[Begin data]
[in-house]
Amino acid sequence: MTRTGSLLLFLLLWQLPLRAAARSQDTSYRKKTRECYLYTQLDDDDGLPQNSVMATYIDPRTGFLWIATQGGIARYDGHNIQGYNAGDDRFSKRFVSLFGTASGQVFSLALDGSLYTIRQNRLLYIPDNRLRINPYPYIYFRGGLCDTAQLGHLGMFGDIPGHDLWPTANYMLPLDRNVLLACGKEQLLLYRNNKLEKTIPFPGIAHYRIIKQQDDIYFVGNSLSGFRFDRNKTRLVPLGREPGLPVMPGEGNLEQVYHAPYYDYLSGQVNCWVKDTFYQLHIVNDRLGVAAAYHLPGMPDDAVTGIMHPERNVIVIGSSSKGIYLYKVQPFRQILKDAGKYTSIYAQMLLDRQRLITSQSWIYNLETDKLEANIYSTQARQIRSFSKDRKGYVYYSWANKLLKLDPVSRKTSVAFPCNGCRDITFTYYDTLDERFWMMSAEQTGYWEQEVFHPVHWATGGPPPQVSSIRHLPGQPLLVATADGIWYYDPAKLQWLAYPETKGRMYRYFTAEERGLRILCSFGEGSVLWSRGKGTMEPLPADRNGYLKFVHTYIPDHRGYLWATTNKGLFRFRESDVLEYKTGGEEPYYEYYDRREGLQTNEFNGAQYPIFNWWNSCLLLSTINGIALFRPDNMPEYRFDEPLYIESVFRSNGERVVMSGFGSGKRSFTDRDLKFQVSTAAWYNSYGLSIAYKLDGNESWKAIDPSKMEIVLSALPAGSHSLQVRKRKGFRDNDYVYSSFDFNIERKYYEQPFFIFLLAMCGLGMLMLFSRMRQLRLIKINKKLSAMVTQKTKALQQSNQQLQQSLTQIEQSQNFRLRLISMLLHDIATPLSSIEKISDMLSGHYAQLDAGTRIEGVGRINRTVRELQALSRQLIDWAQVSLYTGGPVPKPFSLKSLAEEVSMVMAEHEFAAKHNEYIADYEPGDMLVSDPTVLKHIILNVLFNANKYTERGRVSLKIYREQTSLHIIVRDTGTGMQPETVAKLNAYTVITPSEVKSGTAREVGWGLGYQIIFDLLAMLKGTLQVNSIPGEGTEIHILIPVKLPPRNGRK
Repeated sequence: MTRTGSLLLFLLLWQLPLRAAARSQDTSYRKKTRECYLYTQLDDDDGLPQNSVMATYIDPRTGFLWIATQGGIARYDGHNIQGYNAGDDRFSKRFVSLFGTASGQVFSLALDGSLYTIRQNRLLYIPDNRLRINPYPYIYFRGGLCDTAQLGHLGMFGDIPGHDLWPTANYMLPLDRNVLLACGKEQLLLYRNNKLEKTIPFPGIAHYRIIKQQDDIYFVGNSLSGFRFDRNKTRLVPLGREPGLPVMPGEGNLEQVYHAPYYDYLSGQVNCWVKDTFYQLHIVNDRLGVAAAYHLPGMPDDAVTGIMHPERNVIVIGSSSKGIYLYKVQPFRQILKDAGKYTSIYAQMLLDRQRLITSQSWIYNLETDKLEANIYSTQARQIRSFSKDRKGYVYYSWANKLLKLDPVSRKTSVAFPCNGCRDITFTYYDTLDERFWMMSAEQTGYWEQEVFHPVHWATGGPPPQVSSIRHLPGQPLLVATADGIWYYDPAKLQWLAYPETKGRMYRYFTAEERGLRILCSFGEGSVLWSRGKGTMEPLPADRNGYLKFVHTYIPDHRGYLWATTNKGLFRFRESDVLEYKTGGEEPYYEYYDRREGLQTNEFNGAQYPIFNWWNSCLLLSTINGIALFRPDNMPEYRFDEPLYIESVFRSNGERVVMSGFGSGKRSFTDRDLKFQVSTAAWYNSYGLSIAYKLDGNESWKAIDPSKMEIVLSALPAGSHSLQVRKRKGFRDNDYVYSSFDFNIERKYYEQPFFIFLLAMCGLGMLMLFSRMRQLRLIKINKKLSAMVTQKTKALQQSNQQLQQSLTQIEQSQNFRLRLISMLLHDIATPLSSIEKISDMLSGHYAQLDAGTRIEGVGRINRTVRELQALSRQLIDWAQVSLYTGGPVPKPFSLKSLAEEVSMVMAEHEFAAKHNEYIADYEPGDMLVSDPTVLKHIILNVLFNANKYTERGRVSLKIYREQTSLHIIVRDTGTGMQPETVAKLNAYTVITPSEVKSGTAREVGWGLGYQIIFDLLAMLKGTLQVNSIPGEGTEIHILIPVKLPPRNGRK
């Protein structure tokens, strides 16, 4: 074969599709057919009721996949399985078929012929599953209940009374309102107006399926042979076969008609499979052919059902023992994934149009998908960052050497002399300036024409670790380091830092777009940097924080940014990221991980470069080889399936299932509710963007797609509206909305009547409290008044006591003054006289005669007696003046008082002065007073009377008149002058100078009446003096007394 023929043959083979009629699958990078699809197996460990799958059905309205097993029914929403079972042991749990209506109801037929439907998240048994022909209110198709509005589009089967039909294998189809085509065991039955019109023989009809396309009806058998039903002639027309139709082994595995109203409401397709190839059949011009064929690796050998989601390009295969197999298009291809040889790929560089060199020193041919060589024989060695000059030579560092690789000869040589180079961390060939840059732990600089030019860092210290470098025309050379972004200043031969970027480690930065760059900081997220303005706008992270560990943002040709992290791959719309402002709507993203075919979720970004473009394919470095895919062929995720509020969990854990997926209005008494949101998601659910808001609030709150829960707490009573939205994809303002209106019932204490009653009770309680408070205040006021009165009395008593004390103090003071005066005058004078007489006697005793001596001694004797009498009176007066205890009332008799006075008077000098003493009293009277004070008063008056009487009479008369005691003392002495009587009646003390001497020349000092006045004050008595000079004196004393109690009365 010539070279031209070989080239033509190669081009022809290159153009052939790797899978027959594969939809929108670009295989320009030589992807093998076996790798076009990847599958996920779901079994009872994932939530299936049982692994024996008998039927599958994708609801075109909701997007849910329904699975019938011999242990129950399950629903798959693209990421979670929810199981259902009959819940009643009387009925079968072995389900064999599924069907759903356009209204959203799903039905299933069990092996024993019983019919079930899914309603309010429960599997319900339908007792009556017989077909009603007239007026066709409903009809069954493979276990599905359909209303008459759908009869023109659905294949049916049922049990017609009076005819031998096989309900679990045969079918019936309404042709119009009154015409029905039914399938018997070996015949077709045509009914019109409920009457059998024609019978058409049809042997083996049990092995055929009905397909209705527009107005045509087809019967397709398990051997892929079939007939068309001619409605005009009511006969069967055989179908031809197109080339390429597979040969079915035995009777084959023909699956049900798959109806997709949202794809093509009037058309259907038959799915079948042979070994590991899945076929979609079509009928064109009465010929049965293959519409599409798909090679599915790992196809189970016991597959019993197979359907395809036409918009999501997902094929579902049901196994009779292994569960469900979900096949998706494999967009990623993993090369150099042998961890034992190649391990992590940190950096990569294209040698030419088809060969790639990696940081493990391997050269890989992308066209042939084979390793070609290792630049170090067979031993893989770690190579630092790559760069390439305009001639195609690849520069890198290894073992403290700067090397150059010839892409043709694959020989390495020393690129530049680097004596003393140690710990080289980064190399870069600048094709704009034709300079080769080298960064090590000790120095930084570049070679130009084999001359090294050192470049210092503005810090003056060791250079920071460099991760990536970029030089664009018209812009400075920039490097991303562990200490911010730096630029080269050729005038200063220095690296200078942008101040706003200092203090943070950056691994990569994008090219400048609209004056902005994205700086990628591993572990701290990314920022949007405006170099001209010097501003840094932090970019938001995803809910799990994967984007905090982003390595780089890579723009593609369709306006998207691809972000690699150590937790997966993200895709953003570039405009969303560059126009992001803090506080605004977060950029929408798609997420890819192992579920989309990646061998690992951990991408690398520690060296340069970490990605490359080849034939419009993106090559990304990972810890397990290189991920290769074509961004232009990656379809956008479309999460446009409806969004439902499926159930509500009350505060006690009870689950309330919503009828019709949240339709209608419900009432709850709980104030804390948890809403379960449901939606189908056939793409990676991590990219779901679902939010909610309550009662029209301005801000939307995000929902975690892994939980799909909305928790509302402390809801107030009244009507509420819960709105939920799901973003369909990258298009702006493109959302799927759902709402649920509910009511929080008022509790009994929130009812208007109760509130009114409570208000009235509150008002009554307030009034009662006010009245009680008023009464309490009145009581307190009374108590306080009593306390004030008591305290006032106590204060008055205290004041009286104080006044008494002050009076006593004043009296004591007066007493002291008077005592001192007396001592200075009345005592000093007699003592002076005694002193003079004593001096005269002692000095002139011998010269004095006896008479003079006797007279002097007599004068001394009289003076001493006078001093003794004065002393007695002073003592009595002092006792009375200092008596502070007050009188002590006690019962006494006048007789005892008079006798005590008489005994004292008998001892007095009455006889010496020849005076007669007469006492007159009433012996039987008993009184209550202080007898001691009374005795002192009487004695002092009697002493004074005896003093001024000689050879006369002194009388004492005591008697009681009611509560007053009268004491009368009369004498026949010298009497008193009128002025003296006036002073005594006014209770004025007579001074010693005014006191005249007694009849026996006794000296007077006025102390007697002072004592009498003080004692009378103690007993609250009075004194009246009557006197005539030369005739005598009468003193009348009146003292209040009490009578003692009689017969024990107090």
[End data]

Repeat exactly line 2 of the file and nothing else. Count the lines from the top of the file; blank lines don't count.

Amino acid sequence: MTRTGSLLLFLLLWQLPLRAAARSQDTSYRKKTRECYLYTQLDDDDGLPQNSVMATYIDPRTGFLWIATQGGIARYDGHNIQGYNAGDDRFSKRFVSLFGTASGQVFSLALDGSLYTIRQNRLLYIPDNRLRINPYPYIYFRGGLCDTAQLGHLGMFGDIPGHDLWPTANYMLPLDRNVLLACGKEQLLLYRNNKLEKTIPFPGIAHYRIIKQQDDIYFVGNSLSGFRFDRNKTRLVPLGREPGLPVMPGEGNLEQVYHAPYYDYLSGQVNCWVKDTFYQLHIVNDRLGVAAAYHLPGMPDDAVTGIMHPERNVIVIGSSSKGIYLYKVQPFRQILKDAGKYTSIYAQMLLDRQRLITSQSWIYNLETDKLEANIYSTQARQIRSFSKDRKGYVYYSWANKLLKLDPVSRKTSVAFPCNGCRDITFTYYDTLDERFWMMSAEQTGYWEQEVFHPVHWATGGPPPQVSSIRHLPGQPLLVATADGIWYYDPAKLQWLAYPETKGRMYRYFTAEERGLRILCSFGEGSVLWSRGKGTMEPLPADRNGYLKFVHTYIPDHRGYLWATTNKGLFRFRESDVLEYKTGGEEPYYEYYDRREGLQTNEFNGAQYPIFNWWNSCLLLSTINGIALFRPDNMPEYRFDEPLYIESVFRSNGERVVMSGFGSGKRSFTDRDLKFQVSTAAWYNSYGLSIAYKLDGNESWKAIDPSKMEIVLSALPAGSHSLQVRKRKGFRDNDYVYSSFDFNIERKYYEQPFFIFLLAMCGLGMLMLFSRMRQLRLIKINKKLSAMVTQKTKALQQSNQQLQQSLTQIEQSQNFRLRLISMLLHDIATPLSSIEKISDMLSGHYAQLDAGTRIEGVGRINRTVRELQALSRQLIDWAQVSLYTGGPVPKPFSLKSLAEEVSMVMAEHEFAAKHNEYIADYEPGDMLVSDPTVLKHIILNVLFNANKYTERGRVSLKIYREQTSLHIIVRDTGTGMQPETVAKLNAYTVITPSEVKSGTAREVGWGLGYQIIFDLLAMLKGTLQVNSIPGEGTEIHILIPVKLPPRNGRK